corpse dads and faking sonograms

normally i ignore the annoying flashing news feeds i see on my computer, but i saw one article "no, i'm not fat, i'm pregnant" that caught my eye 

it's nice to read stories from other mothers who are encountering the onslaught of ridiculous things people say when they see a baby bump, or in her case, when they aren't even sure and still say some of the stupidest things. i'm amazed at how many strangers suddenly need to see me smile about this, or want me to be as excited as they think i should be. it's a lot of pressure to perform, and reminds me of miranda on sex and the city having to fake a sonogram. i knew i was somewhat like her, but i didn't realize how much my experience would reflect her story line

most of my discomfort comes from multiple physical ailments that i won't outline in full, but suffice it to say i still vomit on a weekly basis, and there is a laundry list of people who hope every time they see me this has ended. i can't bring myself to say anything i'm thinking, but i can't help referring in my mind to the layman's definition of insanity: repeating the same behavior over and over hoping for different results. if they would simply stop asking, we could stop that cycle of annoying insanity. this is simply what pregnancy looks like in my body, and i have accepted it. i just wish they would

i also found this article by a woman who wasn't going to procreate, but ended up changing her mind. i've often imagined someone glaring at me in public, and in their head calling me a vicious name like "breeder." i like the author's humility in admitting she ended up wanting kids, and the interesting facts she includes about processes i had no idea existed. for instance:

"Israel is the world capital of reproductive technology, and a legal group called New Family wanted to give parents who had lost adult sons the right to extract their sperm and create grandchildren. I have mixed feelings about making dads out of dead men, particularly if they hadn’t donated their sperm while living, but I remember being seized by the realization that if my husband were to die young, I’d want to be able to do it to him."

the more i read her article the more i found myself reflected in her musings about herself and what she thought her life would be: alone in an apartment with her work. i had resolved myself to living in my studio apartment a few years ago before matt came along and changed everything, which i'm very glad about. it is nice to find other moms in the world who are still themselves, still creative and working, and expressing some of the internal struggles that occur during this process. i've spent much of my pregnancy alone, contemplating how insanely my life is about to change: my loss of autonomy, my loss of alone time, my loss of freedom to do what i want when i want (a luxury afforded me by my self-employment that up until marriage left me largely in poverty but living a very full and rich life that i loved, and being with another creative, well it may always just be a glorious uphill battle that we lock arms and wage). but those are losses i'm willing to experience in order to have a new phase of life start, and i'm happy to share, or at least i'm learning to share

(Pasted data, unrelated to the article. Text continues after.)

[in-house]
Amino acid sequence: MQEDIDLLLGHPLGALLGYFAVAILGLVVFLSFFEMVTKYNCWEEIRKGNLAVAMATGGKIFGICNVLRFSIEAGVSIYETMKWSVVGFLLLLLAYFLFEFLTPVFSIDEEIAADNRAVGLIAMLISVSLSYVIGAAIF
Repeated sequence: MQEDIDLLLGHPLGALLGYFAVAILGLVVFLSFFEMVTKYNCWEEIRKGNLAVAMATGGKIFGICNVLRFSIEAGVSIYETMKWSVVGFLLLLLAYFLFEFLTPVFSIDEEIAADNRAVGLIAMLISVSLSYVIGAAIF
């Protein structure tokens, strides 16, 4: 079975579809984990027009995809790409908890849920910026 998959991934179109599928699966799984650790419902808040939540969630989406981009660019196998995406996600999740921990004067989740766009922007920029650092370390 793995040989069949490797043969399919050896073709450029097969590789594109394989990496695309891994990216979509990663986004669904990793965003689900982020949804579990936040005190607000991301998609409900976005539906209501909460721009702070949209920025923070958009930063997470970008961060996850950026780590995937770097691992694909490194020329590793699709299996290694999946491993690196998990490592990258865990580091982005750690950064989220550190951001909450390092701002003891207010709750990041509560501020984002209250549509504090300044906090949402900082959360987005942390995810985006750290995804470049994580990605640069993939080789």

i'm glad to see how the author's perspective changed, and humbled by her honesty about her own experience. i can't say i had quite the same struggle with not wanting kids, or miscarriage, but i was certainly ambivalent.  that makes my pregnancy hard when i know people around me who desperately want children, and i feel twinges of guilt since we weren't even trying for this yet. and i think that is part of what affects my enthusiasm, along with physically feeling like garbage much of the time.  had i been trying to conceive for months or years, i'm sure my level of joy would be quite different, and perhaps that would help my encounters with strangers who long for this response from me

 i'm lucky to have had moms my age, or thereabouts, around me for over a decade exemplifying grace and courage and the ability to endure through hardship, or glowing through the joy they clearly experience in their life as mothers and women and wives and sisters and lovers. it's a good thing to be reminded of in the face of any fears i may still be harboring, and a reminder to try and put on a smile when i think i can muster it


  1. It's good to hear your thoughts on these matters. Have you tried telling people directly how you feel about their conversations with you about your pregnancy? The "hoping and asking" that people are doing, at least my case, is out of love, empathy and wanting to be part of your life. The last thing I'm thinking when I ask you how you're doing is that I am annoying you. It would seem jerk-like, in my mind, not to ask you how you are doing, how the barfing thing is going, etc. But now knowing how you feel, I will stop asking. I can relate to this, because after getting sick/injured, the first thing people ask is how I'm feeling. Sometimes, it feels bad to be asked that question, because it shows me how much a part of my identity it's become and it's not a fun thing. But more often than not, it feels good to know that people care enough to ask. So, I guess what I'm saying is that people don't always know how to support each other unless we tell them. I bet other people in your life that care about you would appreciate hearing from you about how you feel and would love to support your wishes. You are so loved xx Jillian


Post a Comment